Measuring Wastewater Flows Underground

Water treatment system operators regularly need to measure the sewage flow in wastewater management and collection systems. Sewage flows are almost always under open channel flow conditions as opposed to through full pipes and are below grade. How this flow can be measured depends largely on whether an existing vault or fiberglass manhole is present. Learn about measuring wastewater flows underground and how to pick the right devices for your needs.

Measuring Wastewater When a Manhole Is Present

If a manhole or existing vault is present, you can often install a flow meter or flume into the structure. For the most part, the lines that run through these systems are only up to 12 inches, and the flows are small. The flume, in turn, must fit within the structure entirely.

You need to fit not just the flume but also its connections on each end entirely within the existing structure. Often, Palmer-Bowlus flumes are used for this purpose because they are specially designed for use with conduits and sewer pipes.

When You Don’t Have a Vault or Manhole

If you don’t have a manhole or vault and the flow is higher or the pipe size larger, it’s often necessary to build an entirely new structure to tap into the flow. For these purposes, a metering manhole is often used. A metering manhole with an integrated flume can extend from the manhole barrel either upstream or downstream of the manhole itself. You don’t need to install a large vault or try to force a flume to fit into the existing space.

When Does a Flume Need Help?

There are situations where you don’t want to use a flume alone. In wastewater applications, the use of a flume requires subcritical flow that is always under open channel, non-full-pipe conditions. These conditions are typical and almost always easy to meet in sewage systems, so it’s rare that you’ll need to use any other type of measuring system.

If the flow does need to be conditioned, however, you can place an energy-absorbing manhole upstream of your monitoring site. This structure can help to reduce the flow to measurable noncritical levels. It involves an energy-absorber plate placed perpendicular to the flow. This plate helps to break up the velocity and slow down the stream before it enters the flume.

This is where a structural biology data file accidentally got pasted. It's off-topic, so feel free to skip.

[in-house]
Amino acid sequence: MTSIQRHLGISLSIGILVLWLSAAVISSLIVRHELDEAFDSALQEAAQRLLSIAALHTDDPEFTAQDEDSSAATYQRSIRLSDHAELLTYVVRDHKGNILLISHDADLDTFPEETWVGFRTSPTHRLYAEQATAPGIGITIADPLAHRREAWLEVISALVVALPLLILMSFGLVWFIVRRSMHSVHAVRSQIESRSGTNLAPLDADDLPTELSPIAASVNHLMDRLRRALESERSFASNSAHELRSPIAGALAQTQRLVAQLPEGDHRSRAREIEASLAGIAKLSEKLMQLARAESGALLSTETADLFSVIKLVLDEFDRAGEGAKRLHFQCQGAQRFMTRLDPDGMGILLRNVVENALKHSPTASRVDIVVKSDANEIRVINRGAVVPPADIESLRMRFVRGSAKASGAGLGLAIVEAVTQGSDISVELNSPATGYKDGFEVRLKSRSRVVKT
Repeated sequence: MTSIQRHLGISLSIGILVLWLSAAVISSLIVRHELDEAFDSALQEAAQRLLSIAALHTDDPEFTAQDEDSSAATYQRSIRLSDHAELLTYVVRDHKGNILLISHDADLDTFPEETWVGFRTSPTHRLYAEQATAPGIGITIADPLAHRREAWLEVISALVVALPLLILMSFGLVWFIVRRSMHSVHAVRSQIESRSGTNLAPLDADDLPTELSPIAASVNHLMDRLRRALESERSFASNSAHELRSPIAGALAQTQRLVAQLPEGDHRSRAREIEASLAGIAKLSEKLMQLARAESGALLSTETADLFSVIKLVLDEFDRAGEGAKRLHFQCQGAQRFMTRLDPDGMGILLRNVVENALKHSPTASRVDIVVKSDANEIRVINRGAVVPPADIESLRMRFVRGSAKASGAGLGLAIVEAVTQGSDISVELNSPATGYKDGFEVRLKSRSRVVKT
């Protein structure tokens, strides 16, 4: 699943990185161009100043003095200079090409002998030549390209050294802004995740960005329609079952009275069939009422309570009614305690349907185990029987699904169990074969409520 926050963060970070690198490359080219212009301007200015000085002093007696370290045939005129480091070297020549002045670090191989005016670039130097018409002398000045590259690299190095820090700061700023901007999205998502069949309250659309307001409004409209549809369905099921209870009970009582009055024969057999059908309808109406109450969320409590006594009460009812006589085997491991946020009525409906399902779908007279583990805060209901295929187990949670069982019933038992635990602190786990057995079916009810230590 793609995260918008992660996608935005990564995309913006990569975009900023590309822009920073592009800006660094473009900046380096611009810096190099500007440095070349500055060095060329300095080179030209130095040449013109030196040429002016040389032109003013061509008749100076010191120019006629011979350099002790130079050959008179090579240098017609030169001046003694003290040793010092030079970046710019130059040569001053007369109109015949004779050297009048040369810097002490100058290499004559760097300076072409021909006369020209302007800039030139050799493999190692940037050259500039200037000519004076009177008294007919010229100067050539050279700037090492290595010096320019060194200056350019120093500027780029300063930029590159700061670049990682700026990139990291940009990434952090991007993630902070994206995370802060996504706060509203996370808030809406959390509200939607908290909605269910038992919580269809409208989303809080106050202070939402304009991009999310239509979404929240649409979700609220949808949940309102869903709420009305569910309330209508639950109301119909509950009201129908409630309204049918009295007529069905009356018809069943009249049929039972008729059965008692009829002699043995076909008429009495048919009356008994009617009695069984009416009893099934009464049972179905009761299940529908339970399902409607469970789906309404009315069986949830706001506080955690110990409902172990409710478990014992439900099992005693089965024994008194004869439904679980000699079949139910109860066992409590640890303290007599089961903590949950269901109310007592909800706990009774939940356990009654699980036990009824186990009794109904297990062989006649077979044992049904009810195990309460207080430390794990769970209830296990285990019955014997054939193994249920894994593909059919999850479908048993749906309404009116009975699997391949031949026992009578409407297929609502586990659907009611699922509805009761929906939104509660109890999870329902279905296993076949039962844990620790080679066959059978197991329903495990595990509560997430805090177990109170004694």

The energy-absorbing manhole can be placed just upstream of the monitoring vault or metering manhole. If you have critical flow in your system, it can be an essential element in protecting against runoff and getting proper flow measurement and management.

Find Manholes and Flumes at Tracom

Choosing the right flume or manhole for your system is vital to the function of your wastewater and sewage monitoring and management. Fiberglass is a material that has a wide array of uses. It’s sturdy, can withstand many weather conditions, is relatively low maintenance, and can last for years. Tracom is your expert source for fiberglass manholes, packaged metering manholes, and fiberglass flumes to create the perfect system for your needs.

Check out our complete selection, and get in touch with us for more information, answers to all your questions, and to place your order today.

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Andrew Helbling

Andrew Helbling is the Product Specialist at Tracom, where he works with engineers, contractors, and product owners alike to assess and select the best open channel flow and general-purpose fiberglass products for their application. Andrew is passionate about clean water and helping operators and engineers provide the cleanest water possible.